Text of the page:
The SCALE (Satiety and Clinical Adiposity – Liraglutide Evidence) Obesity study was a 56-week, double-blind, randomized controlled trial (RCT) involving 3731 patients without T2D and with a body-mass index of ≥ 30 kg/m2 or ≥ 27 kg/m2 and with dyslipidaemia or hypertension [6]. The coprimary endpoints were weight change from the baseline and, in particular, a loss ≥ 5% and ≥ 10% of their baseline body weight at week 56. After 56 weeks, patients in the liraglutide group had lost a mean of 8.4 ± 7.3 kg of body weight, and those in the placebo group had lost a mean of 2.8 ± 6.5 kg. Patients in the liraglutide group lost at least 5% of their body weight, compared to the placebo group (63.2% vs. 27.1%), more than 10% of their body weight (33.1% vs. 10.6%), and more than 15% of their body weight (14.4% vs. 3.5%) [6]. There were no differences in the treatment effects or safety profile of 3.0 mg of liraglutide for individuals with a BMI of 27 to < 35 or ≥ 35 kg/m2, and its effects and safety profile were consistent across racial subgroups [28]. The efficacy of liraglutide in terms of causing weight loss among patients with T2D was also demonstrated [26]. Recent clinical trials and metanalyses investigated the use of liraglutide in adolescents (> 12 years old) suffering from obesity, as it has demonstrated a significantly greater reduction in the BMI standard-deviation score than the placebo plus lifestyle therapy [29•, 30]). The existing literature offers some case reports of successful treatment with liraglutide in subjects with compulsive, food-related behaviour, associated with autism [31] and hypothalamic obesity [32]; some encouraging results have been noted in patients with obesity and severe mental illness [33].


is a GLP-1RA, with 94% homology with native human GLP-1 and structural modifications that allow for reversible albumin binding, reduced renal clearance and degradation by DPP-4, resulting in a longer half-life (155 to 184 h) [10, 34]. As with other GLP-1RAs, the most common side effects of semaglutide are gastrointestinal issues, mostly mild-to-moderate in severity, transient and occurring during dose escalation [35]. Although semaglutide increases the risk of biliary disease (primarily cholelithiasis), no unexpected safety issues have arisen to date, therefore, the established safety profile is similar to that of other GLP-1RAs.

Semaglutide was approved in 2021 by the FDA and EMA as an adjunct to reduced calorie intake and increased physical activity for chronic weight management in adults with obesity (BMI ≥ 30 kg/m2) or overweight (BMI ≥ 27 kg/m2) with at least one weight-related comorbidity [36, 37]. The semaglutide-weight loss was obtained by limiting food intake with minimal effects on energy expenditure [38]. Despite preclinical studies reported that semaglutide had limited efficacy in crossing the blood–brain barrier, semaglutide was proven to access the brainstem, septal nucleus and hypothalamus directly [39]. Semaglutide also induces central c-Fos activation in secondary brain areas without direct GLP-1R interaction, such as the lateral parabrachial nucleus, thus having direct and indirect effects on neutral pathways involved in homeostatic (appetite, hunger, satiety) and hedonic (food preference, cravings, control of eating) aspects of food intake and reward-related behaviours pertaining to food [39]. Conversely, only a very small percentage of weight loss is explained by delayed gastric emptying and gastrointestinal side effects (nausea or vomiting) [40].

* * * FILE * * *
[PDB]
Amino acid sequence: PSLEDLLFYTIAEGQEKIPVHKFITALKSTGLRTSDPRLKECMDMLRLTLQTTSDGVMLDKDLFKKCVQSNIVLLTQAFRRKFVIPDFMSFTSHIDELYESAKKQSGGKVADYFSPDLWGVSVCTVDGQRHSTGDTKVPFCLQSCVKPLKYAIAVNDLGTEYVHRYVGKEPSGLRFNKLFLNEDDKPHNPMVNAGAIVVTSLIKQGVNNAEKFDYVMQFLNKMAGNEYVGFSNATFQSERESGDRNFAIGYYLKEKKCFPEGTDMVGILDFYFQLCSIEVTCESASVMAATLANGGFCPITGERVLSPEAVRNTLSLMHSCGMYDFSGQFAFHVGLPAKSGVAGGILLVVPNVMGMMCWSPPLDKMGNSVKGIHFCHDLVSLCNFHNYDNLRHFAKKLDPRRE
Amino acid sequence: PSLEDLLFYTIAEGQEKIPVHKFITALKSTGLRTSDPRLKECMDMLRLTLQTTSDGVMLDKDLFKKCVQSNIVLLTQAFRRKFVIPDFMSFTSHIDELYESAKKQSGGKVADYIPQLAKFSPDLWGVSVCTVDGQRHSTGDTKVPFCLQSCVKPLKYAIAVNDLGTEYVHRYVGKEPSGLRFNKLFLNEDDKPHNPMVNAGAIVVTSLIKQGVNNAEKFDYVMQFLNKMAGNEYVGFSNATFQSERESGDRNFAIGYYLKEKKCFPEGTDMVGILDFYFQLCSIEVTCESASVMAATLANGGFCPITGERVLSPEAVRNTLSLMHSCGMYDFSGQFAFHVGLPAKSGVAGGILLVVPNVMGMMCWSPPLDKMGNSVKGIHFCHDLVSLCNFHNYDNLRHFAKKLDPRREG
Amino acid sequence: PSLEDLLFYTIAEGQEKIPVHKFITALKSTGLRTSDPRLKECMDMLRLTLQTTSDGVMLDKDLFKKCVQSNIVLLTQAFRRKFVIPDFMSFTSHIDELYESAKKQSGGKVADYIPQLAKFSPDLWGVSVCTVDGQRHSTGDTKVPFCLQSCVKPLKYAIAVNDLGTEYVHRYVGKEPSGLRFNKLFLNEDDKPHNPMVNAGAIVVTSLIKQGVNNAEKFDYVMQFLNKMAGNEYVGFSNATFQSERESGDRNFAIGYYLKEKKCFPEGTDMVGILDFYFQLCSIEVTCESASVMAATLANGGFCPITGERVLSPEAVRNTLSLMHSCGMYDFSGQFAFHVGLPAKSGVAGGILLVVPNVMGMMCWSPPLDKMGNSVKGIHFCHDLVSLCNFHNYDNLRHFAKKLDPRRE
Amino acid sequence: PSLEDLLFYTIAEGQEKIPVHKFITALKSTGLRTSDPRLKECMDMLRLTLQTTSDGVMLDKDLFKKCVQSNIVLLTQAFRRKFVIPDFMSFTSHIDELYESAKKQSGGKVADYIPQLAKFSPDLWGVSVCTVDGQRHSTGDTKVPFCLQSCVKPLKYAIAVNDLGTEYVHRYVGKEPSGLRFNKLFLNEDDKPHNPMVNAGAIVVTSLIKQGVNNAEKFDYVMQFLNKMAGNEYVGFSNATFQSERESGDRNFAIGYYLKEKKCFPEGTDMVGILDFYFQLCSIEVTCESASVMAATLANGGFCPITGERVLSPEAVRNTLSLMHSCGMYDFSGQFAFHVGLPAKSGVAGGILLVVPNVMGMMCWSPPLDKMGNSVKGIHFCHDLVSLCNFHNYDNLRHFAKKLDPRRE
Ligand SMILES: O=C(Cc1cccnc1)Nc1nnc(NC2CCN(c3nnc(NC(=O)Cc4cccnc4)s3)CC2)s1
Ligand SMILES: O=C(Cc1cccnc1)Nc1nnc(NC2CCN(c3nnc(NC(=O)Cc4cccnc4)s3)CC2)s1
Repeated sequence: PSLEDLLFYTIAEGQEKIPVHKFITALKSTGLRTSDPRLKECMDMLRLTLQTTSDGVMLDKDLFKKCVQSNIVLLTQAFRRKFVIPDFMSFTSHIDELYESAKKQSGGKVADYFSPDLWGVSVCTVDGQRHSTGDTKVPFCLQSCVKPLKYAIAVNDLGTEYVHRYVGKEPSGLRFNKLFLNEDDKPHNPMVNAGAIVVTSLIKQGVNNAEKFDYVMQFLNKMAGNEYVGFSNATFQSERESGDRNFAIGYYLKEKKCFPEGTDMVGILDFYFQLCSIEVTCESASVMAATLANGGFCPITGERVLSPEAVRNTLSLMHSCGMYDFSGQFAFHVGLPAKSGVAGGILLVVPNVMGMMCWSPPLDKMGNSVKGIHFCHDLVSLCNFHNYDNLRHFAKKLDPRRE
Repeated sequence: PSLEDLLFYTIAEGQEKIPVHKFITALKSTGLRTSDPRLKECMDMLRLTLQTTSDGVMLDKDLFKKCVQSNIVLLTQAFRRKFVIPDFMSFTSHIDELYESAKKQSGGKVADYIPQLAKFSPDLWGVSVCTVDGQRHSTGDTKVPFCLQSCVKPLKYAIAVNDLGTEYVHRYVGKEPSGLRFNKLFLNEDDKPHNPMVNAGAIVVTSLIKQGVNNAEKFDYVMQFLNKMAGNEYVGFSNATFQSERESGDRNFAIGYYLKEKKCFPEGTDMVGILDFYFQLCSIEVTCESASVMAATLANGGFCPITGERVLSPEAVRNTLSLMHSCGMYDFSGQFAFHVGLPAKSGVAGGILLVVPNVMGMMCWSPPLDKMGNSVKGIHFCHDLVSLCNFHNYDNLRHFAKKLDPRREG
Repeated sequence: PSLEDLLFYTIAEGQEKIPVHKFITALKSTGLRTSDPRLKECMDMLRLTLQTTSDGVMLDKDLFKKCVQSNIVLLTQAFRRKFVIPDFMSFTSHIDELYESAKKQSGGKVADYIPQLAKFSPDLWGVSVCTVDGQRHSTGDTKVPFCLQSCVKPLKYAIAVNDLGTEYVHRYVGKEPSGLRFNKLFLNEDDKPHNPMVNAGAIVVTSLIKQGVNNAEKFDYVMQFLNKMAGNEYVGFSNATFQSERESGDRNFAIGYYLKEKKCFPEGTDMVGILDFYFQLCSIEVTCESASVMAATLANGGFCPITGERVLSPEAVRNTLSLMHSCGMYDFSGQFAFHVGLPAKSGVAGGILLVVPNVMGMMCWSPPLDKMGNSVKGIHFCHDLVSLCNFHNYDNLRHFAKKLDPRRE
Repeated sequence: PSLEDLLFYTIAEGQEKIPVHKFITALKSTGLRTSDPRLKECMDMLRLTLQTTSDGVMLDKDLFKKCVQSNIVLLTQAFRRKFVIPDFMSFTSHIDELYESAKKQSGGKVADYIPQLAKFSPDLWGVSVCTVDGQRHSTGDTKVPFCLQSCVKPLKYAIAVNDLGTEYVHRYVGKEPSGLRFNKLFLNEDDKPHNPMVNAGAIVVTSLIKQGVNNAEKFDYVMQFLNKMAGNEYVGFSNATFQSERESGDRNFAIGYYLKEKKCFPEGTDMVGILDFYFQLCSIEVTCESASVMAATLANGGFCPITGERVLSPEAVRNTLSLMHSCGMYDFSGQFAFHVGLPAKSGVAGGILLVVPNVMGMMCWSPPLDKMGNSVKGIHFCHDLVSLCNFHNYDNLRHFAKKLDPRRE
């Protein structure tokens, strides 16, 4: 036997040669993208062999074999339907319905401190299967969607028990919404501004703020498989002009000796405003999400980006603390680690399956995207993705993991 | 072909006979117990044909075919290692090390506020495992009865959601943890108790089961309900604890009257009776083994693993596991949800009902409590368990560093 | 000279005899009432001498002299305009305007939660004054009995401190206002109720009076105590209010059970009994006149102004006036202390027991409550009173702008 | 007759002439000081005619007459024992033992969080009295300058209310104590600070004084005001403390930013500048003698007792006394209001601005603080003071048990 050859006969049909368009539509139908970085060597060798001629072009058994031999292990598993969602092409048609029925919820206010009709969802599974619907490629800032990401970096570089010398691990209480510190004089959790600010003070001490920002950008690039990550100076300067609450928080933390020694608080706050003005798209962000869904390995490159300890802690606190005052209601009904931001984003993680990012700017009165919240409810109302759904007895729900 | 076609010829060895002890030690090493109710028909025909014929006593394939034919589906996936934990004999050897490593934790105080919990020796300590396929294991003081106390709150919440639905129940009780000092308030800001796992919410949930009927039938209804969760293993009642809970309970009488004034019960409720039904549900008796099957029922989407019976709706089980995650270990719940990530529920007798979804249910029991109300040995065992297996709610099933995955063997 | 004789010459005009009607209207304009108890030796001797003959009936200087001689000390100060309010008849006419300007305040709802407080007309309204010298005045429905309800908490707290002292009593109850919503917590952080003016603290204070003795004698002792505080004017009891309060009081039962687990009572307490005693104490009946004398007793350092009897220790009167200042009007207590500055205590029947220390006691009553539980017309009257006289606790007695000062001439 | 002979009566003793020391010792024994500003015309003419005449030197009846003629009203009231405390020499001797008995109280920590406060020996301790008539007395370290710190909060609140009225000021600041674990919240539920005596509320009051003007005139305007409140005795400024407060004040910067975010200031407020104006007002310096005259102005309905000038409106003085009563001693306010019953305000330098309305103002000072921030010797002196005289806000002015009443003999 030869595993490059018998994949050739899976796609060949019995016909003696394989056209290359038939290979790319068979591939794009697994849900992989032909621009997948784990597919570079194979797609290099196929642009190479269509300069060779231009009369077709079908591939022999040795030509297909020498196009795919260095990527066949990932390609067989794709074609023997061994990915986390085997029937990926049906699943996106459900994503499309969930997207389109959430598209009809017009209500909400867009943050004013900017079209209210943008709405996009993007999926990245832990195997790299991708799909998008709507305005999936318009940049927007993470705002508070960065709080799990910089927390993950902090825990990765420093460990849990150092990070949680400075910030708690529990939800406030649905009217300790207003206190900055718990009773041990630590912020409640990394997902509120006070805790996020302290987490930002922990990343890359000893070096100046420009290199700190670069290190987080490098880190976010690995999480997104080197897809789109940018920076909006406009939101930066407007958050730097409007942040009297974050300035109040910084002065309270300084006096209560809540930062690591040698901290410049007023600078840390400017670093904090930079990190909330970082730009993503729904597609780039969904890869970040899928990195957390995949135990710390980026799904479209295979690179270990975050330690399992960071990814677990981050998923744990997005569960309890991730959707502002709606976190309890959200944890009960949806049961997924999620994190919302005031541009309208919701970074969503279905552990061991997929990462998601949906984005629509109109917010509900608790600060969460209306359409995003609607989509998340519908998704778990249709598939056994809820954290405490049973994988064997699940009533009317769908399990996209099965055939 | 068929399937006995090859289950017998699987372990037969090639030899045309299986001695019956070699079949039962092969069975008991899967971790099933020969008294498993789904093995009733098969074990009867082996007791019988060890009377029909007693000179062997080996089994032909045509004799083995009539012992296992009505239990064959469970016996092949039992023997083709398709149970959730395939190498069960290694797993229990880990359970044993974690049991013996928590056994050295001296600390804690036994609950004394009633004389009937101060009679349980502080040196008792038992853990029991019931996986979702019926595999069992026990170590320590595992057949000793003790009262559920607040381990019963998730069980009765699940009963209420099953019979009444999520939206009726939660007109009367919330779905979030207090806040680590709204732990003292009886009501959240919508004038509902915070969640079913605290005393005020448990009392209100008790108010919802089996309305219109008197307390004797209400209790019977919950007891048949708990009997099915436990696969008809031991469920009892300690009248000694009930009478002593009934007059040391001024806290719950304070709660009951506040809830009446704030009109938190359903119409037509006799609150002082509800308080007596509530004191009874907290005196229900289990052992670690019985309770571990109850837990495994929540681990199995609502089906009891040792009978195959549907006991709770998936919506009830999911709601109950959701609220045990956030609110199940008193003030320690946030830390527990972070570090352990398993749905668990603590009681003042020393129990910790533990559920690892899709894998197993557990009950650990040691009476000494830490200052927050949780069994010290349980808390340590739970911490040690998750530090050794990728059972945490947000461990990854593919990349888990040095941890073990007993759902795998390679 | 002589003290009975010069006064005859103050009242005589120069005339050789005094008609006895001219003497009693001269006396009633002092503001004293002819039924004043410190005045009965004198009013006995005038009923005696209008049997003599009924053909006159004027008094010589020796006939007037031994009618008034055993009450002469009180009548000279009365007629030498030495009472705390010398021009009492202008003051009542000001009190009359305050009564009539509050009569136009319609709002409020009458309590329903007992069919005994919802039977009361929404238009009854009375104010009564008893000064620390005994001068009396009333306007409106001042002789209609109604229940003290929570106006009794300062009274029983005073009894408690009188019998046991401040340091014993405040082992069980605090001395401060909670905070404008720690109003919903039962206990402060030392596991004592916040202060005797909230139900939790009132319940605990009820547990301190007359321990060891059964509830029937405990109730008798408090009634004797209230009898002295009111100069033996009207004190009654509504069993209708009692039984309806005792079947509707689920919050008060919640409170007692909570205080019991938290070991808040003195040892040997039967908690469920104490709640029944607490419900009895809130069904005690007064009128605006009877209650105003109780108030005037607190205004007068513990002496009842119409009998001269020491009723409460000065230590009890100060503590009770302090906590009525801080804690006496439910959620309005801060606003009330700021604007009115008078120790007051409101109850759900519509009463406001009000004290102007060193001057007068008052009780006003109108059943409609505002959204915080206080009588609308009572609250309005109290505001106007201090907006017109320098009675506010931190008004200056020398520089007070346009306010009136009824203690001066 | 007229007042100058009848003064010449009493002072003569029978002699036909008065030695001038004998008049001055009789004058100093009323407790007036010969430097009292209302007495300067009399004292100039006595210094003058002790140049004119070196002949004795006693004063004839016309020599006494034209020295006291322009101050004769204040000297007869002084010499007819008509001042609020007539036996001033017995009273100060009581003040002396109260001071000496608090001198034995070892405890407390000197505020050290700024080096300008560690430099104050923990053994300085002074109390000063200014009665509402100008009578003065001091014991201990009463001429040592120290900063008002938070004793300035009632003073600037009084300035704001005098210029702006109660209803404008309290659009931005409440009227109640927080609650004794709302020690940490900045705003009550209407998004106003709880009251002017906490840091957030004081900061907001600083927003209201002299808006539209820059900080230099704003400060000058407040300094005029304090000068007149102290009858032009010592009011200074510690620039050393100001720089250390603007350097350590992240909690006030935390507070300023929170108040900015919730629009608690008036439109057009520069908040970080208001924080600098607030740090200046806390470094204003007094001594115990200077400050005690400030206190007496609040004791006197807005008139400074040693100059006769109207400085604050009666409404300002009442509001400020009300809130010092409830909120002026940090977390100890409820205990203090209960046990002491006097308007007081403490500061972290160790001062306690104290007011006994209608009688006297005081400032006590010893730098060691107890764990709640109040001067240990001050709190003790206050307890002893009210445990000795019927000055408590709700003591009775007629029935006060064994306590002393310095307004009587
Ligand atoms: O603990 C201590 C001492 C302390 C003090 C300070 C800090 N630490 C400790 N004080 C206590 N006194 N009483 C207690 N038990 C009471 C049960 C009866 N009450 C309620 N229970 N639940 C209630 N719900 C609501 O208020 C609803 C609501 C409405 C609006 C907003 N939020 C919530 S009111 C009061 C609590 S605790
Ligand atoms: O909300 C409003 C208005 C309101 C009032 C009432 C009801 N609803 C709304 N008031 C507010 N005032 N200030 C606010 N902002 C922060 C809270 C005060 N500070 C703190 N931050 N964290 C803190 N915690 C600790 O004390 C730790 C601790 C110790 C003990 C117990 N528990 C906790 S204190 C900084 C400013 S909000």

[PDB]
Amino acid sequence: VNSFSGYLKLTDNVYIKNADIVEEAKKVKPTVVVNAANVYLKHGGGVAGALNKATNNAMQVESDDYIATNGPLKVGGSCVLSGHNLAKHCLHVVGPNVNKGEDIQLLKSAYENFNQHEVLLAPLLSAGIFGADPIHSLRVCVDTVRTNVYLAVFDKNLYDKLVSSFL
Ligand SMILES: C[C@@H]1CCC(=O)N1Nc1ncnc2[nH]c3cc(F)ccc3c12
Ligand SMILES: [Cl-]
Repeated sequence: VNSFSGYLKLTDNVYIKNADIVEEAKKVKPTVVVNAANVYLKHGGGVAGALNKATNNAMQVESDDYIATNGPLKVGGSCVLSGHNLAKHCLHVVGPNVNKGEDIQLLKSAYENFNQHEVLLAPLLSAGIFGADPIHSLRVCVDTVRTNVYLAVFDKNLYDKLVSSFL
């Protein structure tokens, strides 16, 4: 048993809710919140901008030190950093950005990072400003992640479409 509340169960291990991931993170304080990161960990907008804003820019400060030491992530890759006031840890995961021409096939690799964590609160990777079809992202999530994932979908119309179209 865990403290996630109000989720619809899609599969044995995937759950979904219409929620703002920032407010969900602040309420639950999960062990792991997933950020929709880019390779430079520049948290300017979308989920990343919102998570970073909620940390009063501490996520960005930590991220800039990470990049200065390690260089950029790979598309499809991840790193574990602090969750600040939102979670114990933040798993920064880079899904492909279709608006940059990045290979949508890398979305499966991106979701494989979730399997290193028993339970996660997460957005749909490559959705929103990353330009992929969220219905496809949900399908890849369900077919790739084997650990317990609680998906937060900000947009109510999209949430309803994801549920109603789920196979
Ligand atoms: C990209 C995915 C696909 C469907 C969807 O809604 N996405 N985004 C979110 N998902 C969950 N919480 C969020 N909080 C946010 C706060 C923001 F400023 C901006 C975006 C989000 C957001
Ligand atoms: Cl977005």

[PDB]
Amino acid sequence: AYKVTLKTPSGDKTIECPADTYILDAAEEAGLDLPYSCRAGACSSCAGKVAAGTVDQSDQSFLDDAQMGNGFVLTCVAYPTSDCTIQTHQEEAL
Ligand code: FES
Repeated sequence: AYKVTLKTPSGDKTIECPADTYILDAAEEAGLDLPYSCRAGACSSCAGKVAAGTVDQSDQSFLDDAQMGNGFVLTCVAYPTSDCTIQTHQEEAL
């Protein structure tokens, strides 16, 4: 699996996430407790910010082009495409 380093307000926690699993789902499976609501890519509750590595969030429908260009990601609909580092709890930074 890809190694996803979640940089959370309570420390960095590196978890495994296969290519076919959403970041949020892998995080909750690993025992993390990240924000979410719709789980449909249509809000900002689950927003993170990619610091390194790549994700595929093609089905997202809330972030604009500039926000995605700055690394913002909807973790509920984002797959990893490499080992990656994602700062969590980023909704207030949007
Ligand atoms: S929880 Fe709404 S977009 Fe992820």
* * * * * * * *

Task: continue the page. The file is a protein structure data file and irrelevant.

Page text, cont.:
The dose of semaglutide for reaching an efficient weight loss is 2.4 mg, injected subcutaneously once-weekly [41] and is reached by increasing the initial dose of 0.25 mg at four-week intervals.

The Semaglutide Treatment Effect in People with obesity (STEP) was a pivotal, global, phase-3, clinical development programme that evaluated 2.4 mg of semaglutide once-weekly for weight management [42]. As a whole, the first four STEP trials reported reductions of approximately 15% of initial body weight after 68 weeks of treatment, associated with improvements in cardiovascular (CV) risk factors and physical functioning [42]. The STEP 5 trial assessed the durability of the drug effect and examined the trajectory of weight loss over 104 weeks, showing that the initial reduction in weight, which plateaued after approximately week 60, was maintained for the remainder of the study [43].

A placebo-controlled, phase-3 trial (NCT05035095, OASIS 1) is ongoing, to address the effects of 50 mg of oral semaglutide once-daily over a period of 68 weeks in subjects who are either overweight or with obesity [44].


Cagrilintide is a long-acting, acylated amylin analogue, with agonistic effects on both native amylin and calcitonin receptors and has been investigated for weight management. Amylin is a glucoregulatory hormone, co-secreted with insulin by pancreatic β-cells that regulate glucose homeostasis by delaying gastric emptying, suppressing postprandial glucagon release and inducing meal‐ending satiety [45]. Native amylin is involved in the regulation of appetite and satiation through the activation of receptors in the area postrema and nucleus of the solitary tract of the hindbrain [46]. In addition, the hypothalamus, ventral tegmental area and laterodorsal tegmental nucleus are targeted by amylin to influence the hedonic aspects of food intake, such as reward-guided behaviours that influence food choices and preferences [47]. Thus, although both semaglutide and cagrilintide induce satiety, while operating in different regions of the brain, their combination has the potential to act additively to improve weight control. The key point with regard to developing combination therapies is the need to be more effective than monotherapy but to maintain a reasonable price in terms of adverse events and cost.